Is your Wi-Fi network still going slow even after our first bunch of tips? Are you still experiencing occasional drop-outs and disconnects?

In part two of our Wi-Fi optimization series, we’ll show you how to further boost your Wi-Fi network and experience. 

Set up a wireless repeater

If your flat or house has thick walls or is so large that your router cannot broadcast a solid signal from one end to the other, it’s probably wise to get a wireless repeater.

These look very similar to a router. They pick up Wi-Fi signals and rebroadcast them with renewed strength. The repeater connects to your wireless router as a regular client, receiving an IP address over DHCP much like your regular laptop or PC.

  • Position: I suggest following the first tip from part 1 of this guide to locate the weak singal areas. Place the repeater close to one of these spots. But make sure that it’s still in a strong signal area and able to pick up at least 80% of the signal from your main router. 
  • Hardware: When choosing a repeater, don’t be confused by the different names – some companies name their repeaters "range extenders" while others call them "Wi-Fi expanders" or something similar. They are all the same. Simply make sure to pick one that rebroadcasts your 802.11n or AC signal. And make sure that it’s compatible with your router.
  • Set up: Every manufacturer has different setup procedures. In general all you need is your network name and password.

Tip: Check out resources for a general overview of extenders. Or try this comprehensive guide on how to use your router as a universal wireless repeater.

Optimize Wi-Fi settings

There are many complicated settings on your router which can help you optimize the signal in your home. Unfortunately, manufacturers tend to offer options under different names, so we’ll just give a handful of hints that explain where to look and what to look for. It is also necessary to check the default values of some settings.

  • 5 Ghz Wireless Mode: If your router and adapter has a 5 Ghz mode, I’d recommend using it instead of the regular 2.4 Ghz. Known as dual band, these devices can give you a better throughput when the 5 Ghz mode is activated.

To enable a 5 GHz connection, go to your router configuration page (normally shown on the device), and find your wireless settings. If you can see an option for a 5 GHz connection, enable it.

  • RTS Threshold: RTS stands for "Request to send". The function essentially asks laptops and smartphones for permission to send the next data packet. The lower the threshold, the more stable your Wi-Fi network, since it asks to send packages more frequently.

    If you don’t have problems with your Wi-Fi, make sure that the RTS Threshold is set to the maximum allowed. 
    To do this, go to your router configuration and try to find the "RTS Threshold value" in the wireless settings. Set it to 2347.  

    If you 
    DO have problems with your wifi (dropouts, the need to restart, etc), try lowering this value. 
  • Fragmentation Threshold: This value is used to set the maximum size of a packet that can be sent. Smaller packets improve reliability, but they will decrease performance. Unless you’re facing problems with an unreliable network, reducing the fragmentation threshold is not recommended. Make sure it is set to the default settings (usually 2346).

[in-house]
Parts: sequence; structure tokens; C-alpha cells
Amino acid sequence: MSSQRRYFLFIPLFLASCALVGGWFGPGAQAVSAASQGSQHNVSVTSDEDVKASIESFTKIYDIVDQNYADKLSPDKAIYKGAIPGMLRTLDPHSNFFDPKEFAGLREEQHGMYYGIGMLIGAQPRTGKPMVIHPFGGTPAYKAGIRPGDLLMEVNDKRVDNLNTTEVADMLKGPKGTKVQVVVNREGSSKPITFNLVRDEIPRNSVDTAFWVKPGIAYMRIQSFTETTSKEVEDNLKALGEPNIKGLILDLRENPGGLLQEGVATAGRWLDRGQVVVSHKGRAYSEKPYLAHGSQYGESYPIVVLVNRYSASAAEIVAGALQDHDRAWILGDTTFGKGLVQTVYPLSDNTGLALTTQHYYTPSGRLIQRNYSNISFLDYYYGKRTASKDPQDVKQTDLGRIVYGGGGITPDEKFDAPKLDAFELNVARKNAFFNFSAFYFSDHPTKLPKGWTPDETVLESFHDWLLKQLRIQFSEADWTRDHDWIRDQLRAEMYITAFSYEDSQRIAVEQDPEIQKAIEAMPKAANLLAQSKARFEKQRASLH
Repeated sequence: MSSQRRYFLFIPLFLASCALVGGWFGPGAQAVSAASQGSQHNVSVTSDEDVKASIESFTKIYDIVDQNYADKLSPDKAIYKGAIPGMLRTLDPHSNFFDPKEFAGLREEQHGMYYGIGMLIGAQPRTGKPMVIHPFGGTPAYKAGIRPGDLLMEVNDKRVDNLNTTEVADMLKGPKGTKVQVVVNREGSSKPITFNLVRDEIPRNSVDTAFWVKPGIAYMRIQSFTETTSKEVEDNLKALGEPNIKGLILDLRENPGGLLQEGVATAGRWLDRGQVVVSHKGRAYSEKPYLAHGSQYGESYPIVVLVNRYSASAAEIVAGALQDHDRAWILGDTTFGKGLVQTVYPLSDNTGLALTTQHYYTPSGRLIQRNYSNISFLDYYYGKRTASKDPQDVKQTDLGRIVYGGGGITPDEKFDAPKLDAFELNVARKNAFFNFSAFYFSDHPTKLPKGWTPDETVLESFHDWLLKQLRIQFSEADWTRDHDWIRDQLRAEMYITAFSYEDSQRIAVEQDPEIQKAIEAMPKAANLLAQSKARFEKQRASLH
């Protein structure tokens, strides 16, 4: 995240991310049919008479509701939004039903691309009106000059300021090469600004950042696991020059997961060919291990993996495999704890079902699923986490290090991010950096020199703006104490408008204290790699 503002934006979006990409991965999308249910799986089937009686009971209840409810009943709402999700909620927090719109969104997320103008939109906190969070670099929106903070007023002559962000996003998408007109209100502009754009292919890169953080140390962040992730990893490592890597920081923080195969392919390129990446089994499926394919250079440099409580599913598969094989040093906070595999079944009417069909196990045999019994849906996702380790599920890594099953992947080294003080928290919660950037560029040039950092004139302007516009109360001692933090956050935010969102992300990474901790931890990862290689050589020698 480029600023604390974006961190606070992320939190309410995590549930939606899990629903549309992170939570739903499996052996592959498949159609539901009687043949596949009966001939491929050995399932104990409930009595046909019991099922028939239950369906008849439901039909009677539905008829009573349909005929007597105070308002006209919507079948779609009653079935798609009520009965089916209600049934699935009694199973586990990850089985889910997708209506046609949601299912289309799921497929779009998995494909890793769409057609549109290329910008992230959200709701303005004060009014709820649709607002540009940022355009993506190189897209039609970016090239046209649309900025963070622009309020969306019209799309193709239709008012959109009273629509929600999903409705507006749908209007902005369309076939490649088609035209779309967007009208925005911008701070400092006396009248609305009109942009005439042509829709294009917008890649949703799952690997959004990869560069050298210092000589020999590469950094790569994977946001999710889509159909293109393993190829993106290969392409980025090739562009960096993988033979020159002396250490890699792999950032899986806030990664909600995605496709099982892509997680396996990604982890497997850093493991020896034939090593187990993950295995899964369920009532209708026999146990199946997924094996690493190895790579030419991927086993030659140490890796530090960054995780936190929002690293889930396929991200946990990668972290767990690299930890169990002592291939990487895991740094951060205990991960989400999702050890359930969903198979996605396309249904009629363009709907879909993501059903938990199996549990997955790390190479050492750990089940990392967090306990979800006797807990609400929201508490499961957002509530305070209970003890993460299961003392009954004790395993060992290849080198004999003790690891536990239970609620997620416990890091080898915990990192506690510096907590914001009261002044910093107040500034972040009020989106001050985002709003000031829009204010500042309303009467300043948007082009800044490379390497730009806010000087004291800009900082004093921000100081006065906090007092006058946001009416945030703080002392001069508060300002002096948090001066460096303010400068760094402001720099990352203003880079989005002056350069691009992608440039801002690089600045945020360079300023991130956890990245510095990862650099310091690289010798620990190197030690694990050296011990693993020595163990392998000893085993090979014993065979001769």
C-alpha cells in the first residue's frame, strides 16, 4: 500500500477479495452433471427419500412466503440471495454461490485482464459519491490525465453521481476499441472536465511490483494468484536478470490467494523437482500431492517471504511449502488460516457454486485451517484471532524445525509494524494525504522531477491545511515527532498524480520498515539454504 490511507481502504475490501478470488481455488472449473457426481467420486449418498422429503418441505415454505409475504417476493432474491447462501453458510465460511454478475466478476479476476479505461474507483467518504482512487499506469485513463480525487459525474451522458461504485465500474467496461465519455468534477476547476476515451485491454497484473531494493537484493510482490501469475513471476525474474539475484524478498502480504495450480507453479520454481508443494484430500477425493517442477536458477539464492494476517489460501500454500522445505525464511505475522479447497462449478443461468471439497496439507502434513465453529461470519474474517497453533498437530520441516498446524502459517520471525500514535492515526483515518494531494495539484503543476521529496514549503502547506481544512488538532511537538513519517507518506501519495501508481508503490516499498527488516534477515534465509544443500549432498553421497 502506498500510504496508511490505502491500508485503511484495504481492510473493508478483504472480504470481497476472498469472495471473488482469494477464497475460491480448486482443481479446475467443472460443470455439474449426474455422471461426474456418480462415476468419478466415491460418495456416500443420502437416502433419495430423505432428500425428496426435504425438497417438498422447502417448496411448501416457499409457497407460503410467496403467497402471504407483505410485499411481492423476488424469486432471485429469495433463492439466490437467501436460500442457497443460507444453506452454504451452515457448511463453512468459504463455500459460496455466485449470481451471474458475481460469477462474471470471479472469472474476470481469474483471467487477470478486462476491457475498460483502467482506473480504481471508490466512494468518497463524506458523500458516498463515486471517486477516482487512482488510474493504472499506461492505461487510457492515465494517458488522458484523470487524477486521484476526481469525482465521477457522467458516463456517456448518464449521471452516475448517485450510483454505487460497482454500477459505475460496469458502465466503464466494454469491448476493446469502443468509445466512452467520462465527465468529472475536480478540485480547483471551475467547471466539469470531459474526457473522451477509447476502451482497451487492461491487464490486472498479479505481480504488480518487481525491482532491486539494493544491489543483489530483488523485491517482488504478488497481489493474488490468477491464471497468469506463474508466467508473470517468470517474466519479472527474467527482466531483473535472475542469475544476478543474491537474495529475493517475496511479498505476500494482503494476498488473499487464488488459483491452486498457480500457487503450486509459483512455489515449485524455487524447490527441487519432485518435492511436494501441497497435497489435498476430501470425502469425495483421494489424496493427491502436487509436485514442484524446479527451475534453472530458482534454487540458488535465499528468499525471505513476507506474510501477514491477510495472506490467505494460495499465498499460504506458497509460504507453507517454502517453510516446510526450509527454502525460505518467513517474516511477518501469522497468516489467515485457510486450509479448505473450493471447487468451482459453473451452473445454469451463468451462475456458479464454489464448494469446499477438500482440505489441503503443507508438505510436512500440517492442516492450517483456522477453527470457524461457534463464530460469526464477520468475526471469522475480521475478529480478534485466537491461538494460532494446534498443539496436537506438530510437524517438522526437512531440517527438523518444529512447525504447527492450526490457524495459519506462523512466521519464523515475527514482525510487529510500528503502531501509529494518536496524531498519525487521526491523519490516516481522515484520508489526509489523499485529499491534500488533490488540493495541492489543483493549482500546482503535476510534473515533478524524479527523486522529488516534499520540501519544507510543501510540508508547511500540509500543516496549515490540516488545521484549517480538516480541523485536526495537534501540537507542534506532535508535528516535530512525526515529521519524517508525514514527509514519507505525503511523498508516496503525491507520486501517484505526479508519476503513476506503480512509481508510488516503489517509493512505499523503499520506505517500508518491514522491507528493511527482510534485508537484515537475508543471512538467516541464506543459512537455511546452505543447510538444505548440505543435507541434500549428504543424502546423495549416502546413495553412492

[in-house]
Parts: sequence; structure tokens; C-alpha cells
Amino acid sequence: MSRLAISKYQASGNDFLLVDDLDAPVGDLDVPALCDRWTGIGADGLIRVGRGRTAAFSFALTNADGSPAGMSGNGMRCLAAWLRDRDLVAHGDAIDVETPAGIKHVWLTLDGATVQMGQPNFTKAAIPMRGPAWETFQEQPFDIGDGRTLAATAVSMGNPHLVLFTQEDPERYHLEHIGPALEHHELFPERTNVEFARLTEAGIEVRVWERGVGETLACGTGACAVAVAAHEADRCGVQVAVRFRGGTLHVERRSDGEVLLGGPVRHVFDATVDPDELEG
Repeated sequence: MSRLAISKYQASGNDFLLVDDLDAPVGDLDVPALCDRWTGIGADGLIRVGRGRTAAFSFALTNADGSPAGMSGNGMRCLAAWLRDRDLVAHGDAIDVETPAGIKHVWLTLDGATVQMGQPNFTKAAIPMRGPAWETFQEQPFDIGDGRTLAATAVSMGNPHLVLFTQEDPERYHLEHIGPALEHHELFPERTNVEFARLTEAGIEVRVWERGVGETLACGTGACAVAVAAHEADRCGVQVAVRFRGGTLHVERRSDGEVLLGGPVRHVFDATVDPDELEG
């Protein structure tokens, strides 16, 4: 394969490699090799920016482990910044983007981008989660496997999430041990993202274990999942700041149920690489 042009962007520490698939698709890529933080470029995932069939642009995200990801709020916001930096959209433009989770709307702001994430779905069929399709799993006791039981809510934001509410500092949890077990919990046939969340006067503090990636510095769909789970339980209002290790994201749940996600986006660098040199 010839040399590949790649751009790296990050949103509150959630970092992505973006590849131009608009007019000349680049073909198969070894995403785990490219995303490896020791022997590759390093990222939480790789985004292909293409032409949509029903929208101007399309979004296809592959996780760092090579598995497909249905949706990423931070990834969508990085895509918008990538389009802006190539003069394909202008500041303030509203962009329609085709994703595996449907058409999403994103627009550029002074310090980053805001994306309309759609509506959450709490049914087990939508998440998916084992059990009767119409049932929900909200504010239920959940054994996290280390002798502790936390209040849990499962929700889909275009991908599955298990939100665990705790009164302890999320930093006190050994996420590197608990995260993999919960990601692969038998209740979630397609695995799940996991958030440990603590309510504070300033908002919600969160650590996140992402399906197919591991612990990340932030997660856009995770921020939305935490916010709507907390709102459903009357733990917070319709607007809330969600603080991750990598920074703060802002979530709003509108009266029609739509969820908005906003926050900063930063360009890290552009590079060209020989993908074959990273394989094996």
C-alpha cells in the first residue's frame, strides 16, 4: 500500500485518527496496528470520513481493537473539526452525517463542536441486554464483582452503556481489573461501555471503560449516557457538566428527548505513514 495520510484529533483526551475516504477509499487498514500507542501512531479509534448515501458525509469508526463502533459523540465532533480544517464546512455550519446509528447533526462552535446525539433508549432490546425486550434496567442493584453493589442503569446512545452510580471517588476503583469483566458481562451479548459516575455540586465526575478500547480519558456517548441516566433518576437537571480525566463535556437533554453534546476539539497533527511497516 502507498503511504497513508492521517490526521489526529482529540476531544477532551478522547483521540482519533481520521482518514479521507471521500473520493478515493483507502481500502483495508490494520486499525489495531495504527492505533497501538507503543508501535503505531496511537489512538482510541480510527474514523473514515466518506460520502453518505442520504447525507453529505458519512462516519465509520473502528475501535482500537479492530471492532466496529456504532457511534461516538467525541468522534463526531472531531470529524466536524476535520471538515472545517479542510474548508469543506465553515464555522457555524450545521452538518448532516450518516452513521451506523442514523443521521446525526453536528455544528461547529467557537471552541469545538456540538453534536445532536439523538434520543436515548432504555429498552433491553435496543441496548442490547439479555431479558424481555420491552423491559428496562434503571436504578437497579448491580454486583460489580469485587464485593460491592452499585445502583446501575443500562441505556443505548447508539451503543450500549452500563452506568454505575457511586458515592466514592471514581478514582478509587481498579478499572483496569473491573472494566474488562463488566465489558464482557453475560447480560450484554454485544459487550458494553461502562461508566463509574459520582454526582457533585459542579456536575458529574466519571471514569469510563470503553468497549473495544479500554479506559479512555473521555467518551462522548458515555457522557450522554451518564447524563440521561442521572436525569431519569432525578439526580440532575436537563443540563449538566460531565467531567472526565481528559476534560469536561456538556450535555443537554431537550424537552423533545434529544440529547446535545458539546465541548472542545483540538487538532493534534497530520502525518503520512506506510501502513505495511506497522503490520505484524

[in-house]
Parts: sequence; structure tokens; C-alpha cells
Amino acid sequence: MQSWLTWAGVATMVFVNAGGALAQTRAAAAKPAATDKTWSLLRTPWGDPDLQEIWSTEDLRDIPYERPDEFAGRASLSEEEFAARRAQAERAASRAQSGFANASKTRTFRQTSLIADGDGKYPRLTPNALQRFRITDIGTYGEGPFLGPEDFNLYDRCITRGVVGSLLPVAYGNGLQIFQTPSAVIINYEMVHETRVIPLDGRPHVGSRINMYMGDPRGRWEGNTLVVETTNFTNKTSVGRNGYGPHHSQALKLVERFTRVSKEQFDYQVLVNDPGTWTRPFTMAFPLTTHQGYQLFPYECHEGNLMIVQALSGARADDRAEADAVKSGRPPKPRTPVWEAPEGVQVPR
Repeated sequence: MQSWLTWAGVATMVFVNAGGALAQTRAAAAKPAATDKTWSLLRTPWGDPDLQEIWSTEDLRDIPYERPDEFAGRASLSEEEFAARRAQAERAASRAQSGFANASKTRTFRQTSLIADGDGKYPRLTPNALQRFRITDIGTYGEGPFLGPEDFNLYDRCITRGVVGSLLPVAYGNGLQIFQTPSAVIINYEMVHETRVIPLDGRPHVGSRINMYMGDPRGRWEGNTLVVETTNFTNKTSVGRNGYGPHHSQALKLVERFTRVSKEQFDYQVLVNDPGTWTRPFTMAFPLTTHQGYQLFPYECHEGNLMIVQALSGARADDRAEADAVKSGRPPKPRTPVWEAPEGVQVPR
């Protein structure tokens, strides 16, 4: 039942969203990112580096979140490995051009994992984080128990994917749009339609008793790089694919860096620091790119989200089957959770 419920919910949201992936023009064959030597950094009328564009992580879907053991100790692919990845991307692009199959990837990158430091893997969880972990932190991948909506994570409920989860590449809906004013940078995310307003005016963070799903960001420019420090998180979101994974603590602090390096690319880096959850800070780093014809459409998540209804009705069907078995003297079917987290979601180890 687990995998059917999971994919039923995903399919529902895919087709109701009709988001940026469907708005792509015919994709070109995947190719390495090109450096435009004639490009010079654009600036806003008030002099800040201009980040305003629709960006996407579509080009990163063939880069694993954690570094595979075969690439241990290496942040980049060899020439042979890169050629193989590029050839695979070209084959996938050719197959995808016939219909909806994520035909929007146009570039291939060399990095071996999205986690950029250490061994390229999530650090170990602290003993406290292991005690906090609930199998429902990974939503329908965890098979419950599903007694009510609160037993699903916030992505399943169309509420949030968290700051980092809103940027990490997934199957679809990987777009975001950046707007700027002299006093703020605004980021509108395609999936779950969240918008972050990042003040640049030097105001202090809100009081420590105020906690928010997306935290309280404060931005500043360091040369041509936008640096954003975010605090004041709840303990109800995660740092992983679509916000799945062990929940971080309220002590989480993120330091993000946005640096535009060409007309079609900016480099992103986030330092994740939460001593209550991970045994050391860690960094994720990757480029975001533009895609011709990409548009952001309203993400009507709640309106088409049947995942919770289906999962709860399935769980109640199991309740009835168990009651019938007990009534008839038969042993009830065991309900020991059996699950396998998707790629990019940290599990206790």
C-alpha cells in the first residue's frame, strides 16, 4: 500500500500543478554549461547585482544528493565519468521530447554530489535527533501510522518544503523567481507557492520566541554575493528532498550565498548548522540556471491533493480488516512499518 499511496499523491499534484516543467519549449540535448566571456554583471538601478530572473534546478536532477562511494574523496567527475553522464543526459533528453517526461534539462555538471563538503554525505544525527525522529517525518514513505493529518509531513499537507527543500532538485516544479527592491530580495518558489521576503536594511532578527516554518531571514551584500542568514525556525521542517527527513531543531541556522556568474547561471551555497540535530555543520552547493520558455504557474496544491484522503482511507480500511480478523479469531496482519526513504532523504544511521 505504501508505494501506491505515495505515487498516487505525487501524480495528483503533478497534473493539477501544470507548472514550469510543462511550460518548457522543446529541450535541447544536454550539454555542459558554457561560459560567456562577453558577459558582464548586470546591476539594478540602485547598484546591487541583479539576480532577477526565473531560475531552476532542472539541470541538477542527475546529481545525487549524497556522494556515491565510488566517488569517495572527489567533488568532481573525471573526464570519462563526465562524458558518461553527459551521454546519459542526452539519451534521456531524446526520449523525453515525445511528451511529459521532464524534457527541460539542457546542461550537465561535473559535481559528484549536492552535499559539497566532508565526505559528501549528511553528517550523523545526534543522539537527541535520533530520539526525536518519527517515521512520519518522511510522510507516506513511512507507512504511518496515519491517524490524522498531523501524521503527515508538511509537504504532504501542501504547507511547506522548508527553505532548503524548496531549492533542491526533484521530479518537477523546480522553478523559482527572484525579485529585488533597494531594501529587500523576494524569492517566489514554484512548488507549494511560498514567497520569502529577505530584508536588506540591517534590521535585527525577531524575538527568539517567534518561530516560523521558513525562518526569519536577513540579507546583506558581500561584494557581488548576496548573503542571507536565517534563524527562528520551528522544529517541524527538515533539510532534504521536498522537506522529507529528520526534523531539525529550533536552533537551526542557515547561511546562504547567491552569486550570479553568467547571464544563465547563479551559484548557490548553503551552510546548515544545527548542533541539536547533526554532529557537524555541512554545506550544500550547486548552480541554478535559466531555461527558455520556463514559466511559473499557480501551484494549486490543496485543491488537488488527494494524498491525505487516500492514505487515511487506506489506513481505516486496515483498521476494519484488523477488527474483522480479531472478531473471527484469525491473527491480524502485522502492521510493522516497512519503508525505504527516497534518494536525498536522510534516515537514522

• Enable multimedia/gaming settings: Some wireless adapters can be configured for regular use or for gaming/multimedia. If you’re streaming video or playing games, enabling this second mode will make sure that network packets for these are prioritised. Going forward, if you’re watching a video file over your network, the video will get prioritized.

Benchmark and diagnose your Wi-Fi

This tip is not an optimization technique per se, but it’s a great way to determine if our tips so far have had a positive effect on your network. The free "QCheck" tool will show you the response time, throughput, and streaming performance of your wireless setup. You can easily get it from this website after filling out a short form.

Enter your IP address under "Endpoint 1" and another IP address in your network under "Endpoint 2". Then run the test. 

Replace your antenna!

Some router manufacturers sell external antennae that are much stronger than the router’s built-in antenna. If your signal is weak in places (and all our other tips have failed), then you’ll need to check if your manufacturer sells either omnidirectional or directional antennae.

  • Omnidirectional: Sends out a signal in all directions. By default, most built-in antennas are omnidirectional, but they are not all the same in terms of power, so make sure to get a longer one with "high gain".
  • Directional antenna: This kind of antenna sends a strong wireless signal in a certain direction instead of spreading it in all directions, improving the performance in the target area. It’s like pointing a flashlight in a certain direction instead of using your regular ceiling lamps.

To connect a new antenna, you’ll usually use the SMA connector or MMCX. For more on wireless antennae, I recommend the Do-It-Yourself Wireless Antenna Update website by BinaryWolf. You’ll find great how-to guides and hardware recommendations that’ll help you pick the best antenna and the right setup.

And that’s it! Using these tips and tricks should improve your Wi-Fi performance and experience – if you’ve got another tip that you use to boost your wireless network, let us know!

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